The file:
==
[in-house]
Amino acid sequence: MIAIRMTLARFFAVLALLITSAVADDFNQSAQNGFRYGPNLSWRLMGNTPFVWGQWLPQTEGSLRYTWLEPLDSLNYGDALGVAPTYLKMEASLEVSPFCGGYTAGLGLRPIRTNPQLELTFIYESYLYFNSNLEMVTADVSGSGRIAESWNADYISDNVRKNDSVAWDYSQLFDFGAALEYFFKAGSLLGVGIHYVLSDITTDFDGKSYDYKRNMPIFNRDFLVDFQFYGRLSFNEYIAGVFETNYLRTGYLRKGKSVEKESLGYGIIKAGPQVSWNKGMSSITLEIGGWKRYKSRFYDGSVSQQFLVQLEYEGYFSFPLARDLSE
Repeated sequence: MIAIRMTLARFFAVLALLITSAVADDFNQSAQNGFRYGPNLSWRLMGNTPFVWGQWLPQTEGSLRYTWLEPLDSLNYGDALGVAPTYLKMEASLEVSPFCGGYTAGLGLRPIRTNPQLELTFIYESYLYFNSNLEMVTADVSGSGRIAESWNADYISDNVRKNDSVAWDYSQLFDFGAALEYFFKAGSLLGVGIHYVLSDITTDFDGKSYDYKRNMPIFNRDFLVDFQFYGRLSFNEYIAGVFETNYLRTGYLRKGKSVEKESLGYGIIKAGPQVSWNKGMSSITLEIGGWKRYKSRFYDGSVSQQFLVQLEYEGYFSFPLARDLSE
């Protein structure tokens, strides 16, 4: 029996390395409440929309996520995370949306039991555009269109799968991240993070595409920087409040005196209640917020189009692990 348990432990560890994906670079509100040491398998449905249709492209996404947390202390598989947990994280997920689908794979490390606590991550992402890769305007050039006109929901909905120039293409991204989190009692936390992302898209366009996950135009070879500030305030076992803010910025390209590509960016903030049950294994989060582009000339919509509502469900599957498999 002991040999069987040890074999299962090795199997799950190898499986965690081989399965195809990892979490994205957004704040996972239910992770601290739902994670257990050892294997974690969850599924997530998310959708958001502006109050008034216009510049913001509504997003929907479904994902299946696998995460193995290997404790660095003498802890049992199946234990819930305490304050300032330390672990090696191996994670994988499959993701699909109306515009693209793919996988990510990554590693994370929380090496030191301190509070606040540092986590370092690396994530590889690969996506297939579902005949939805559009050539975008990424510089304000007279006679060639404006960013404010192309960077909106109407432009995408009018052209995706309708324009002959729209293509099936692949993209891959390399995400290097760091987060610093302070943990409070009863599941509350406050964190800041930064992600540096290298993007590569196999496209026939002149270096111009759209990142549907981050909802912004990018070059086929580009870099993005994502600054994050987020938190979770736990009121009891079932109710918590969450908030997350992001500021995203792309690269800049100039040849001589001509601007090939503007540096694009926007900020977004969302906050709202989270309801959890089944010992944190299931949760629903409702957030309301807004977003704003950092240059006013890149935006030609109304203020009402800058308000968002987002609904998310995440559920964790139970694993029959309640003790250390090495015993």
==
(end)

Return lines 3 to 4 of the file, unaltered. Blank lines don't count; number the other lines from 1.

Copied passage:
Repeated sequence: MIAIRMTLARFFAVLALLITSAVADDFNQSAQNGFRYGPNLSWRLMGNTPFVWGQWLPQTEGSLRYTWLEPLDSLNYGDALGVAPTYLKMEASLEVSPFCGGYTAGLGLRPIRTNPQLELTFIYESYLYFNSNLEMVTADVSGSGRIAESWNADYISDNVRKNDSVAWDYSQLFDFGAALEYFFKAGSLLGVGIHYVLSDITTDFDGKSYDYKRNMPIFNRDFLVDFQFYGRLSFNEYIAGVFETNYLRTGYLRKGKSVEKESLGYGIIKAGPQVSWNKGMSSITLEIGGWKRYKSRFYDGSVSQQFLVQLEYEGYFSFPLARDLSE
């Protein structure tokens, strides 16, 4: 029996390395409440929309996520995370949306039991555009269109799968991240993070595409920087409040005196209640917020189009692990 348990432990560890994906670079509100040491398998449905249709492209996404947390202390598989947990994280997920689908794979490390606590991550992402890769305007050039006109929901909905120039293409991204989190009692936390992302898209366009996950135009070879500030305030076992803010910025390209590509960016903030049950294994989060582009000339919509509502469900599957498999 002991040999069987040890074999299962090795199997799950190898499986965690081989399965195809990892979490994205957004704040996972239910992770601290739902994670257990050892294997974690969850599924997530998310959708958001502006109050008034216009510049913001509504997003929907479904994902299946696998995460193995290997404790660095003498802890049992199946234990819930305490304050300032330390672990090696191996994670994988499959993701699909109306515009693209793919996988990510990554590693994370929380090496030191301190509070606040540092986590370092690396994530590889690969996506297939579902005949939805559009050539975008990424510089304000007279006679060639404006960013404010192309960077909106109407432009995408009018052209995706309708324009002959729209293509099936692949993209891959390399995400290097760091987060610093302070943990409070009863599941509350406050964190800041930064992600540096290298993007590569196999496209026939002149270096111009759209990142549907981050909802912004990018070059086929580009870099993005994502600054994050987020938190979770736990009121009891079932109710918590969450908030997350992001500021995203792309690269800049100039040849001589001509601007090939503007540096694009926007900020977004969302906050709202989270309801959890089944010992944190299931949760629903409702957030309301807004977003704003950092240059006013890149935006030609109304203020009402800058308000968002987002609904998310995440559920964790139970694993029959309640003790250390090495015993």